See, I am so many of these things mentioned above. I’ve dwelt in so many of them- - easily slipping into complacency, easily glossing over the realities for a more acceptable picture of forgiveness, easily speaking of His grace in my life but struggling when it’s time to apply it to my actions. It has taken me 17 years to get a true glimpse of what grace actually means, of the price that it cost; and somehow, I know I still don’t get it all. I know the coming years will bring it to light and life more fully. Don’t get me wrong, I’m not encouraging judgment of others, but that is different from calling sin what it is. I don’t have an image of an angry God lacking in love, handing out punishments with pleasure.  Quite the contrary, in fact. But I believe in the holiness of God, and I believe it’s more than I can comprehend. In fact, this holiness that makes it “right” or “ fair” (for lack of better words) for Him to pour out His wrath, it is what makes His love so significant to me. How easy is it to love the lovable?! The kind hearted. The thoughtful. The compassionate and sympathetic. People who place you first always and themselves last. It is SO easy to love them. It takes almost no effort whatsoever. But to love your enemy, to bring them into your own family, to ransom them when they will continue to do wrong by you but shout your praises while they offend-- to love THAT person…. That is real love. It is sacrificial and has depths that are unreachable. That is the love that Christ has for me, for us. It is Redemption at its best. So I’m not going to water down His righteousness and His perfect justice and His call for obedience, because I would simply be watering down His love along with it.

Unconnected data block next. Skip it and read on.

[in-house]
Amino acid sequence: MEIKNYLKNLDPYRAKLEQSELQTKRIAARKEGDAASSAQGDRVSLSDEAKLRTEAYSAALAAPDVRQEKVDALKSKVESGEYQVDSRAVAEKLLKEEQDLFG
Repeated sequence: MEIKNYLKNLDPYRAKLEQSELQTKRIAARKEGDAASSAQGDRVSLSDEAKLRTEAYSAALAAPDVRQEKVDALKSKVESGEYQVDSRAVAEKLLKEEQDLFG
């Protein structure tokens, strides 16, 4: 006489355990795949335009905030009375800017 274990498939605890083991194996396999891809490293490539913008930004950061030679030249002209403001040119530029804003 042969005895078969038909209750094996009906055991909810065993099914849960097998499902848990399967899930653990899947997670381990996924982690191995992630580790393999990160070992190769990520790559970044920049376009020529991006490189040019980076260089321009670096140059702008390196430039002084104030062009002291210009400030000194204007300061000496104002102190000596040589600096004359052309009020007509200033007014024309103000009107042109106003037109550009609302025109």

I still struggle with obedience, with letting go. There’s a line in one of my new favorite songs (courtesy of my sister) that says “Father, use my ransomed life in any way you choose.” I often stop at that line and don’t sing it out loud because truthfully, I’m afraid of it. I don’t want to simply say the words and sing it without meaning- that’s empty worship. But meaning it in my heart means embracing anything--things that might be hard, sorrowful; and they might bring great change. And I tremble at the thought sometimes. This is where the heart of the Father is precious to me-- He is patient in growing me, in stretching me. And even though I should I have no trouble releasing my life to the One who gave it to me, there is grace as I strive towards knowing Him more, in losing parts of myself as I press on into Him. 

Sovereign Grace said it better than I did, and more fluidly:
“But as I ran my hell-bound race 
Indifferent to the cost 
You looked upon my helpless state 
And led me to the cross 
And I beheld God’s love displayed 
You suffered in my place 
You bore the wrath reserved for me 
Now all I know is grace."

Thank you, Jesus.